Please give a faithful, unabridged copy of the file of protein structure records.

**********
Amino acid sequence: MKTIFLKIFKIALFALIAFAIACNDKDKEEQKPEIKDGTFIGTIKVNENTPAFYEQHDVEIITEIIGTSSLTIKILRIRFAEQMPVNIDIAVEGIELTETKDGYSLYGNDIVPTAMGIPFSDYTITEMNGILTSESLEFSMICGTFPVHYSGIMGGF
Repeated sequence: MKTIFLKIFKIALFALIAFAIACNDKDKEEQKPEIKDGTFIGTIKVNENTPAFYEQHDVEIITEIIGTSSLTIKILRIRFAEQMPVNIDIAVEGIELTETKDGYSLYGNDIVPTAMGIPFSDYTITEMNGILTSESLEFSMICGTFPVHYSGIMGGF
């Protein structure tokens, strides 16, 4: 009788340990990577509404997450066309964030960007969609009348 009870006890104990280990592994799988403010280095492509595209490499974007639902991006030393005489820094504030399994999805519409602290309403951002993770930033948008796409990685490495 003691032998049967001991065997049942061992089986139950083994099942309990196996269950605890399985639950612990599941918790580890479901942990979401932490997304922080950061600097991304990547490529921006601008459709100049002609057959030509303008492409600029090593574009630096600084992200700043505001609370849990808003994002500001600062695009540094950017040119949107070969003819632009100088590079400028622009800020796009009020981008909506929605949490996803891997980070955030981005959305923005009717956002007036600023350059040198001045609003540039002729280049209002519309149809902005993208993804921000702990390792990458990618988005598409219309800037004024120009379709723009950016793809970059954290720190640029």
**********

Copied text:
Amino acid sequence: MKTIFLKIFKIALFALIAFAIACNDKDKEEQKPEIKDGTFIGTIKVNENTPAFYEQHDVEIITEIIGTSSLTIKILRIRFAEQMPVNIDIAVEGIELTETKDGYSLYGNDIVPTAMGIPFSDYTITEMNGILTSESLEFSMICGTFPVHYSGIMGGF
Repeated sequence: MKTIFLKIFKIALFALIAFAIACNDKDKEEQKPEIKDGTFIGTIKVNENTPAFYEQHDVEIITEIIGTSSLTIKILRIRFAEQMPVNIDIAVEGIELTETKDGYSLYGNDIVPTAMGIPFSDYTITEMNGILTSESLEFSMICGTFPVHYSGIMGGF
């Protein structure tokens, strides 16, 4: 009788340990990577509404997450066309964030960007969609009348 009870006890104990280990592994799988403010280095492509595209490499974007639902991006030393005489820094504030399994999805519409602290309403951002993770930033948008796409990685490495 003691032998049967001991065997049942061992089986139950083994099942309990196996269950605890399985639950612990599941918790580890479901942990979401932490997304922080950061600097991304990547490529921006601008459709100049002609057959030509303008492409600029090593574009630096600084992200700043505001609370849990808003994002500001600062695009540094950017040119949107070969003819632009100088590079400028622009800020796009009020981008909506929605949490996803891997980070955030981005959305923005009717956002007036600023350059040198001045609003540039002729280049209002519309149809902005993208993804921000702990390792990458990618988005598409219309800037004024120009379709723009950016793809970059954290720190640029």